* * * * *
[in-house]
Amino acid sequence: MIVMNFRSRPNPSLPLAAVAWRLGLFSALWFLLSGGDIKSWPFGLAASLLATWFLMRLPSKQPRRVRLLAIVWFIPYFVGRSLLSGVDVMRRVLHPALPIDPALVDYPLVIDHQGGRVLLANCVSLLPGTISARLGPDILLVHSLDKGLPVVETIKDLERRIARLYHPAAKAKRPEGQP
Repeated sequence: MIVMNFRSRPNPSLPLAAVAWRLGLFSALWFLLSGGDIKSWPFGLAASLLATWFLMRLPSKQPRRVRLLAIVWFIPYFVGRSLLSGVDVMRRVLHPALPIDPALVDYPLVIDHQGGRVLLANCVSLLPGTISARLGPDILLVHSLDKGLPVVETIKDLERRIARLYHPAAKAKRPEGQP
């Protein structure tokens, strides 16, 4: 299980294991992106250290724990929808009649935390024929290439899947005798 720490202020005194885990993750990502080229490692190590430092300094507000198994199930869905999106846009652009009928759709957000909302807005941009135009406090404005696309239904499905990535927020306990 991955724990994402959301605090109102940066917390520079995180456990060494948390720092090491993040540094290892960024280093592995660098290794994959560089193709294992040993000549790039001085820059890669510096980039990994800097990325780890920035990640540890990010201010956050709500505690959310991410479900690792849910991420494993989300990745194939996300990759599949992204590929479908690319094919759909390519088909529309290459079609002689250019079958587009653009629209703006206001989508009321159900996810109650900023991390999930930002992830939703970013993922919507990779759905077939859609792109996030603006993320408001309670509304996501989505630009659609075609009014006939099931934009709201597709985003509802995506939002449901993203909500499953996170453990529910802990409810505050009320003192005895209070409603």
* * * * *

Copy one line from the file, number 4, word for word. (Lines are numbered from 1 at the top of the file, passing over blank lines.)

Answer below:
């Protein structure tokens, strides 16, 4: 299980294991992106250290724990929808009649935390024929290439899947005798 720490202020005194885990993750990502080229490692190590430092300094507000198994199930869905999106846009652009009928759709957000909302807005941009135009406090404005696309239904499905990535927020306990 991955724990994402959301605090109102940066917390520079995180456990060494948390720092090491993040540094290892960024280093592995660098290794994959560089193709294992040993000549790039001085820059890669510096980039990994800097990325780890920035990640540890990010201010956050709500505690959310991410479900690792849910991420494993989300990745194939996300990759599949992204590929479908690319094919759909390519088909529309290459079609002689250019079958587009653009629209703006206001989508009321159900996810109650900023991390999930930002992830939703970013993922919507990779759905077939859609792109996030603006993320408001309670509304996501989505630009659609075609009014006939099931934009709201597709985003509802995506939002449901993203909500499953996170453990529910802990409810505050009320003192005895209070409603």